When you are dealing with a serious physical or mental illness, you may find that your symptoms prevent you from holding a job. People in this situation often apply for a form of government benefits known as Social Security Disability Insurance (SSDI), which is provided by the Social Security Administration to individuals nationwide who meet certain criteria. As you go through this process, advice from a knowledgeable attorney may help you understand your options and present your case for eligibility. Massachusetts Social Security lawyer Russell J. Goldsmith has been advising and assisting Massachusetts residents seeking SSDI benefits for more than 29 years and we are here to assist you as well. We can explore the details of your situation and provide the zealous advocacy that you deserve, whether you are filing for the first time or you are appealing a denial of a claim.The Process of Establishing Eligibility for SSDI
Broadly speaking, there are two main components in the process of showing that you are eligible for receiving SSDI benefits. These are known as the earnings requirement and the medical requirement. First, the earnings requirement is based on the number of years that the claimant has worked at a job from which contributions to Social Security were deducted through the claimant’s paycheck. These result in work credits that accumulate on an annual basis. The amount of work credits necessary to meet the earnings requirement is usually calculated according to the individual’s age.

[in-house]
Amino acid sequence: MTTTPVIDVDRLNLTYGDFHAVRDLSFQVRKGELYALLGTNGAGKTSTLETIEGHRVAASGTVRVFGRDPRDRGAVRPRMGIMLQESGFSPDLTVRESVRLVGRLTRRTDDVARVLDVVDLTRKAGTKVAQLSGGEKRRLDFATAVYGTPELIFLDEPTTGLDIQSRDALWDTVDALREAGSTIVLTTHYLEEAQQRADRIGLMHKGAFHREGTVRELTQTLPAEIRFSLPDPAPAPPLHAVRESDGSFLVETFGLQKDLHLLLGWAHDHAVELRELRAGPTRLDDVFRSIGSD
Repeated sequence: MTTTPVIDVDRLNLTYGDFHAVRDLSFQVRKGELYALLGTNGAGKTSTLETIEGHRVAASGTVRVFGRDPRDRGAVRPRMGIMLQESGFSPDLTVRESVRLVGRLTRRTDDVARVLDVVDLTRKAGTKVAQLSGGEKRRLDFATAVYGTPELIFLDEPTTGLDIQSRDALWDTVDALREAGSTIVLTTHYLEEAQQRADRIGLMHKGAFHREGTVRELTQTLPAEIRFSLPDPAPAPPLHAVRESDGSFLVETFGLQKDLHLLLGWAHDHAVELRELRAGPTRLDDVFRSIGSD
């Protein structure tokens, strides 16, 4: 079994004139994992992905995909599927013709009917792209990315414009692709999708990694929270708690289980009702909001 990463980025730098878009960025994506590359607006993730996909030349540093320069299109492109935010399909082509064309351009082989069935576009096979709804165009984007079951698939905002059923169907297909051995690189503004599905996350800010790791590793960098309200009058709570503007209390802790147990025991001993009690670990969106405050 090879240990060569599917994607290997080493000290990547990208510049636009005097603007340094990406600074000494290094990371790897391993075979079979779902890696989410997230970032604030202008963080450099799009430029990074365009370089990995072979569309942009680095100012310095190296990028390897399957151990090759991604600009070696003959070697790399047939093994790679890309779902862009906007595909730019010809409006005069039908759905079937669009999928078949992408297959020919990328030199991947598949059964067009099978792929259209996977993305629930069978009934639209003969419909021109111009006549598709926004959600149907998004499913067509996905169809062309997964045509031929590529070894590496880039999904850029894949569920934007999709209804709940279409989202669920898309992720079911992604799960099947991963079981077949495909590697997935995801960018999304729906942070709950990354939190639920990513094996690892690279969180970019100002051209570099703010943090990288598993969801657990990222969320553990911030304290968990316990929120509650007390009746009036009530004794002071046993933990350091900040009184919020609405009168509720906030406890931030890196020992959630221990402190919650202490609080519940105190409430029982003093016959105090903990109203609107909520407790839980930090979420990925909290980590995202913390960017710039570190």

Once the SSA has determined that a claimant meets the earnings requirement, it will forward the application and supporting documents to the branch of Disability Determination Services (DDS) that is located in the claimant’s region. An examiner at DDS will review this material to determine whether the applicant meets the medical requirement. To establish eligibility, a person seeking benefits would need to show that a severe physical or mental impairment has impacted him or her to the point that he or she has been unable to engage in substantial gainful activity (or meaningful work) for at least one year (or that the illness or injury is expected to result in the death).